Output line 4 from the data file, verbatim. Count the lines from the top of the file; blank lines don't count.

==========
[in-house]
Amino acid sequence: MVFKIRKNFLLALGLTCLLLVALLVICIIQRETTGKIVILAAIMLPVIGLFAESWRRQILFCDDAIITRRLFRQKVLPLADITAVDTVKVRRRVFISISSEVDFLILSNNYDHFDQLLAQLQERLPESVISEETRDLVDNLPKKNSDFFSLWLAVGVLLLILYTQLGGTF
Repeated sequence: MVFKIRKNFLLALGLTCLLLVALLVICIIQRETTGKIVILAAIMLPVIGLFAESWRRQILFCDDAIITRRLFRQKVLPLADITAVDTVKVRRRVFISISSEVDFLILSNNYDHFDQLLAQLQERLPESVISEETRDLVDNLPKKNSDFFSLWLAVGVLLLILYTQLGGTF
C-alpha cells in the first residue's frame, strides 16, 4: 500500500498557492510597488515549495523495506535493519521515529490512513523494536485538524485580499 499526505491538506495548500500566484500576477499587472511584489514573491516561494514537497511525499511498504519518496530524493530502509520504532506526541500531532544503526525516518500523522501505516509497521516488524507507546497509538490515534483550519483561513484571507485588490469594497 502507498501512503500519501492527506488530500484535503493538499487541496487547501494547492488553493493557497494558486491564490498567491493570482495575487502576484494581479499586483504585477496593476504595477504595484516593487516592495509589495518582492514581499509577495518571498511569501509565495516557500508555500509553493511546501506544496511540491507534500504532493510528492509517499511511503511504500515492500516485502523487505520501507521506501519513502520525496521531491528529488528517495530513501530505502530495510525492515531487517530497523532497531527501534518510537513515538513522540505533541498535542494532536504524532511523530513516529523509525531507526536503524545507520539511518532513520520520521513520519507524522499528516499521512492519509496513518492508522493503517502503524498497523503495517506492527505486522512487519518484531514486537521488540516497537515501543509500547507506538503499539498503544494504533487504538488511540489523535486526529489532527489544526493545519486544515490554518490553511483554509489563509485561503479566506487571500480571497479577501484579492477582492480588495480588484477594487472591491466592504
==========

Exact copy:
C-alpha cells in the first residue's frame, strides 16, 4: 500500500498557492510597488515549495523495506535493519521515529490512513523494536485538524485580499 499526505491538506495548500500566484500576477499587472511584489514573491516561494514537497511525499511498504519518496530524493530502509520504532506526541500531532544503526525516518500523522501505516509497521516488524507507546497509538490515534483550519483561513484571507485588490469594497 502507498501512503500519501492527506488530500484535503493538499487541496487547501494547492488553493493557497494558486491564490498567491493570482495575487502576484494581479499586483504585477496593476504595477504595484516593487516592495509589495518582492514581499509577495518571498511569501509565495516557500508555500509553493511546501506544496511540491507534500504532493510528492509517499511511503511504500515492500516485502523487505520501507521506501519513502520525496521531491528529488528517495530513501530505502530495510525492515531487517530497523532497531527501534518510537513515538513522540505533541498535542494532536504524532511523530513516529523509525531507526536503524545507520539511518532513520520520521513520519507524522499528516499521512492519509496513518492508522493503517502503524498497523503495517506492527505486522512487519518484531514486537521488540516497537515501543509500547507506538503499539498503544494504533487504538488511540489523535486526529489532527489544526493545519486544515490554518490553511483554509489563509485561503479566506487571500480571497479577501484579492477582492480588495480588484477594487472591491466592504